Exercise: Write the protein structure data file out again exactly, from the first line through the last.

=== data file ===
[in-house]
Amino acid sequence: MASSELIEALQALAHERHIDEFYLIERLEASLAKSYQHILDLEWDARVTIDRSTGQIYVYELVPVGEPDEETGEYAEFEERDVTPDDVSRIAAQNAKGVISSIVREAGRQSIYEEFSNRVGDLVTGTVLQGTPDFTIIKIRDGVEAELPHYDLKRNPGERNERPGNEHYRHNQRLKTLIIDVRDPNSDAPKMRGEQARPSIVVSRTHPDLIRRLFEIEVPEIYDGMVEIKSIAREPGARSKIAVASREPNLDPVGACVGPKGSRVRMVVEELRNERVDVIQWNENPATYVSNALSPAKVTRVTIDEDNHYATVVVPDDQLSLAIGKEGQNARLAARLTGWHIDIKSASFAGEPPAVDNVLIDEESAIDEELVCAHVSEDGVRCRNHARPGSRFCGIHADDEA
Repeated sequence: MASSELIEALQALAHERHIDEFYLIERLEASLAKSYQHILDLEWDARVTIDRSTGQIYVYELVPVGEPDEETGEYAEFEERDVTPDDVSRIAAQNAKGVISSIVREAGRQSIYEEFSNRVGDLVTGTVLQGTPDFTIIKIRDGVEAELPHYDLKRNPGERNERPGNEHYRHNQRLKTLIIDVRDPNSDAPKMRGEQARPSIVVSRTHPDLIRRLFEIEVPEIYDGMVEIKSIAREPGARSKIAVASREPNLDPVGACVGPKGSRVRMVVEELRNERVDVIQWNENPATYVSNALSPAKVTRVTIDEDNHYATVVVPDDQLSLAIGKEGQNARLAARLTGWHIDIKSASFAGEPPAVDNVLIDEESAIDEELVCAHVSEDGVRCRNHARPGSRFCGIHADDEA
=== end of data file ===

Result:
[in-house]
Amino acid sequence: MASSELIEALQALAHERHIDEFYLIERLEASLAKSYQHILDLEWDARVTIDRSTGQIYVYELVPVGEPDEETGEYAEFEERDVTPDDVSRIAAQNAKGVISSIVREAGRQSIYEEFSNRVGDLVTGTVLQGTPDFTIIKIRDGVEAELPHYDLKRNPGERNERPGNEHYRHNQRLKTLIIDVRDPNSDAPKMRGEQARPSIVVSRTHPDLIRRLFEIEVPEIYDGMVEIKSIAREPGARSKIAVASREPNLDPVGACVGPKGSRVRMVVEELRNERVDVIQWNENPATYVSNALSPAKVTRVTIDEDNHYATVVVPDDQLSLAIGKEGQNARLAARLTGWHIDIKSASFAGEPPAVDNVLIDEESAIDEELVCAHVSEDGVRCRNHARPGSRFCGIHADDEA
Repeated sequence: MASSELIEALQALAHERHIDEFYLIERLEASLAKSYQHILDLEWDARVTIDRSTGQIYVYELVPVGEPDEETGEYAEFEERDVTPDDVSRIAAQNAKGVISSIVREAGRQSIYEEFSNRVGDLVTGTVLQGTPDFTIIKIRDGVEAELPHYDLKRNPGERNERPGNEHYRHNQRLKTLIIDVRDPNSDAPKMRGEQARPSIVVSRTHPDLIRRLFEIEVPEIYDGMVEIKSIAREPGARSKIAVASREPNLDPVGACVGPKGSRVRMVVEELRNERVDVIQWNENPATYVSNALSPAKVTRVTIDEDNHYATVVVPDDQLSLAIGKEGQNARLAARLTGWHIDIKSASFAGEPPAVDNVLIDEESAIDEELVCAHVSEDGVRCRNHARPGSRFCGIHADDEA